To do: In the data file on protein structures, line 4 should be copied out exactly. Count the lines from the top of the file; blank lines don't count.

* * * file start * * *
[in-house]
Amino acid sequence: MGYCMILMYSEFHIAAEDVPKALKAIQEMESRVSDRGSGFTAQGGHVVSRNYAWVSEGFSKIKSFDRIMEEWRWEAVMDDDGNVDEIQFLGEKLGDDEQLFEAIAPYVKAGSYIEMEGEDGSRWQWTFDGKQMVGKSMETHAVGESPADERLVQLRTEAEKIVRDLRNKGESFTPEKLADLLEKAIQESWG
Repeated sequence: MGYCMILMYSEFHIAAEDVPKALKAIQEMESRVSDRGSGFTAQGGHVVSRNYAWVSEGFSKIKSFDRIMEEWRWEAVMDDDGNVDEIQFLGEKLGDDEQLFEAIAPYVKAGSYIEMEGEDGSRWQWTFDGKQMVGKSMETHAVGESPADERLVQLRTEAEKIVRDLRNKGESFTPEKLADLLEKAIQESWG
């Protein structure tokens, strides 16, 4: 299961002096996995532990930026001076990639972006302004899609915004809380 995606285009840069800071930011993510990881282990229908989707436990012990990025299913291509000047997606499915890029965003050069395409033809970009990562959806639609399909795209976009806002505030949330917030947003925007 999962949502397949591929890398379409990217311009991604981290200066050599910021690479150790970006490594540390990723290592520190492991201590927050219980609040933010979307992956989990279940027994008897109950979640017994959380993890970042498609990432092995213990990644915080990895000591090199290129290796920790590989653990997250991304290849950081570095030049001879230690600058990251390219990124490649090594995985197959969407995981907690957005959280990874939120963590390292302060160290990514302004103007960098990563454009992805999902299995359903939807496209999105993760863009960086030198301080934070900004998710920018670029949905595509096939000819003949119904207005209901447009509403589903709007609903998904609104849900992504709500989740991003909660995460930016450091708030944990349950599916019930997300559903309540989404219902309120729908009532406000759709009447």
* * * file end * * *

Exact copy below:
């Protein structure tokens, strides 16, 4: 299961002096996995532990930026001076990639972006302004899609915004809380 995606285009840069800071930011993510990881282990229908989707436990012990990025299913291509000047997606499915890029965003050069395409033809970009990562959806639609399909795209976009806002505030949330917030947003925007 999962949502397949591929890398379409990217311009991604981290200066050599910021690479150790970006490594540390990723290592520190492991201590927050219980609040933010979307992956989990279940027994008897109950979640017994959380993890970042498609990432092995213990990644915080990895000591090199290129290796920790590989653990997250991304290849950081570095030049001879230690600058990251390219990124490649090594995985197959969407995981907690957005959280990874939120963590390292302060160290990514302004103007960098990563454009992805999902299995359903939807496209999105993760863009960086030198301080934070900004998710920018670029949905595509096939000819003949119904207005209901447009509403589903709007609903998904609104849900992504709500989740991003909660995460930016450091708030944990349950599916019930997300559903309540989404219902309120729908009532406000759709009447």